Transgender people are now banned from legally changing their gender in Bulgaria, according to the country’s Supreme Court, which issued a ruling that is automatically binding on all other courts.
“The current law does not provide for the possibility for the court to allow the change of the data regarding the gender, name and uniform civil number in the acts of civil status of an applicant who claims to be transgender,” the decision states.
Until now, some Bulgarian judges assumed that the legislation in the country allows legal gender change, but only explicitly after a court decision.
In the Supreme Court, however, other judges ruled in the opposite direction, and the country was condemned several times in cases before the European Court of Human Rights in Strasbourg for the lack of a clear regulation.
The Bulgarian Law on Identity Documents still says that “in case of gender change”, citizens must send an application to issue new documents within 30 days. Because of this, some more liberal Bulgarian judges allowed for the possibility of gender reassignment when there was clear evidence that this was necessary.
Now that this door is closed, as the court explicitly said that gender reassignment should become the subject of detailed legal regulation.
The majority of supreme judges are stepping on the decision of the Constitutional Court from two years ago, which says that Bulgarian law understands gender as something that is determined at birth and exists only in the sense of biological sex.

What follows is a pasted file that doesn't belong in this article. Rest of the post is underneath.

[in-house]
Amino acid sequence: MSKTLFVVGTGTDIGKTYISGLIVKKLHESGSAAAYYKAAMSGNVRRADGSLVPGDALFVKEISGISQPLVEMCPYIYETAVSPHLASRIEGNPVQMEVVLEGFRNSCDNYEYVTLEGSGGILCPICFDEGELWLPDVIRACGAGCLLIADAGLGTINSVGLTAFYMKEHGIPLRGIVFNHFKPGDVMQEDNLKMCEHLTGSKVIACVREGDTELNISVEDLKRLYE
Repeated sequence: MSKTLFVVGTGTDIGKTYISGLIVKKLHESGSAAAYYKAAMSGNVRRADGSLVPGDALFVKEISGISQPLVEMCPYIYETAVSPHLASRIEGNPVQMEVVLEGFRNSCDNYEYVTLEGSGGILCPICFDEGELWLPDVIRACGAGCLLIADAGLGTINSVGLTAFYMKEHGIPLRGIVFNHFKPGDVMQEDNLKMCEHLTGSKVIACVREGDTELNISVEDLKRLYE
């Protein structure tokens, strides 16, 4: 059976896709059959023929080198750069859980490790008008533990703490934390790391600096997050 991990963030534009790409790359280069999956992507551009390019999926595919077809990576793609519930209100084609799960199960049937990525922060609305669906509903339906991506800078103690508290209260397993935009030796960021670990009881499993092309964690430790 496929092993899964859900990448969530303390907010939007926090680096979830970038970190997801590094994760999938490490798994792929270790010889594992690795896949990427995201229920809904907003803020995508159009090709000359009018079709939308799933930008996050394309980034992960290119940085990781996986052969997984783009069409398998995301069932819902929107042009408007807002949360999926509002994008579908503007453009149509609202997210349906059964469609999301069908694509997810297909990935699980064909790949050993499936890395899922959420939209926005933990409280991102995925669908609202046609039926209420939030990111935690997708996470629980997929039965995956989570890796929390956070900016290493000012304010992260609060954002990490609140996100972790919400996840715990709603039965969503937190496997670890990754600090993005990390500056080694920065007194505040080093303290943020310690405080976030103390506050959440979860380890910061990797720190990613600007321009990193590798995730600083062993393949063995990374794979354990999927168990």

The decision was dedicated to the sharp political and public debate on the ratification of the Istanbul Convention, which was finally repelled after a campaign filled with misinformation spread by nationalist parties on social networks.
Now the Supreme Court says that changing a person’s legal gender also affects his relatives like his children and his spouse. It ran the risk of legalising ex post facto same-sex marriage or children having same-sex parents, which was constitutionally impermissible.
“Such a change should be considered admissible only in the case of detailed legislation, which is currently lacking. If the court allows such a change without detailed legislation, this will put the legal position of the petitioner’s spouse and their children in a state of uncertainty.” the Supreme Court decision also wrote.
(Krassen Nikolov | EURACTIV.bg)